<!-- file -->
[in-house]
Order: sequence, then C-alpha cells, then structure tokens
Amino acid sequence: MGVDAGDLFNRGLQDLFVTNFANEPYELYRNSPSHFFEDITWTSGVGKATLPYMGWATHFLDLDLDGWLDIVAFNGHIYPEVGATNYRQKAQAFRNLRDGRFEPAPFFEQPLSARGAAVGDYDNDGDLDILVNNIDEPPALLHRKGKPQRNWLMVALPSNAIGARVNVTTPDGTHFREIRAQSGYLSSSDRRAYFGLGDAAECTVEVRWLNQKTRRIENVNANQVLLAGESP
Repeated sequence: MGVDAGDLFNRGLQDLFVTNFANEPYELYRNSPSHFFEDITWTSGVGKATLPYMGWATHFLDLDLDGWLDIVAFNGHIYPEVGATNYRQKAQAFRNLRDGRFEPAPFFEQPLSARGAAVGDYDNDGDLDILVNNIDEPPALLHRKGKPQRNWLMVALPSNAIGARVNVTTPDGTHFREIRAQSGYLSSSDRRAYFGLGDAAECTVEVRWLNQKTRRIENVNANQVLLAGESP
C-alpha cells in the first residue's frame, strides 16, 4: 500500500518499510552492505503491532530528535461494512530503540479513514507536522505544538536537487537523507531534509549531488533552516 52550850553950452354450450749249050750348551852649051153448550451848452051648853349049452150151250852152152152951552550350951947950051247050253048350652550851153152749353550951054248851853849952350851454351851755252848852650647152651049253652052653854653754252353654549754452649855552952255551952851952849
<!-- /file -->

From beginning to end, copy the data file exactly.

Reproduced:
[in-house]
Order: sequence, then C-alpha cells, then structure tokens
Amino acid sequence: MGVDAGDLFNRGLQDLFVTNFANEPYELYRNSPSHFFEDITWTSGVGKATLPYMGWATHFLDLDLDGWLDIVAFNGHIYPEVGATNYRQKAQAFRNLRDGRFEPAPFFEQPLSARGAAVGDYDNDGDLDILVNNIDEPPALLHRKGKPQRNWLMVALPSNAIGARVNVTTPDGTHFREIRAQSGYLSSSDRRAYFGLGDAAECTVEVRWLNQKTRRIENVNANQVLLAGESP
Repeated sequence: MGVDAGDLFNRGLQDLFVTNFANEPYELYRNSPSHFFEDITWTSGVGKATLPYMGWATHFLDLDLDGWLDIVAFNGHIYPEVGATNYRQKAQAFRNLRDGRFEPAPFFEQPLSARGAAVGDYDNDGDLDILVNNIDEPPALLHRKGKPQRNWLMVALPSNAIGARVNVTTPDGTHFREIRAQSGYLSSSDRRAYFGLGDAAECTVEVRWLNQKTRRIENVNANQVLLAGESP
C-alpha cells in the first residue's frame, strides 16, 4: 500500500518499510552492505503491532530528535461494512530503540479513514507536522505544538536537487537523507531534509549531488533552516 52550850553950452354450450749249050750348551852649051153448550451848452051648853349049452150151250852152152152951552550350951947950051247050253048350652550851153152749353550951054248851853849952350851454351851755252848852650647152651049253652052653854653754252353654549754452649855552952255551952851952849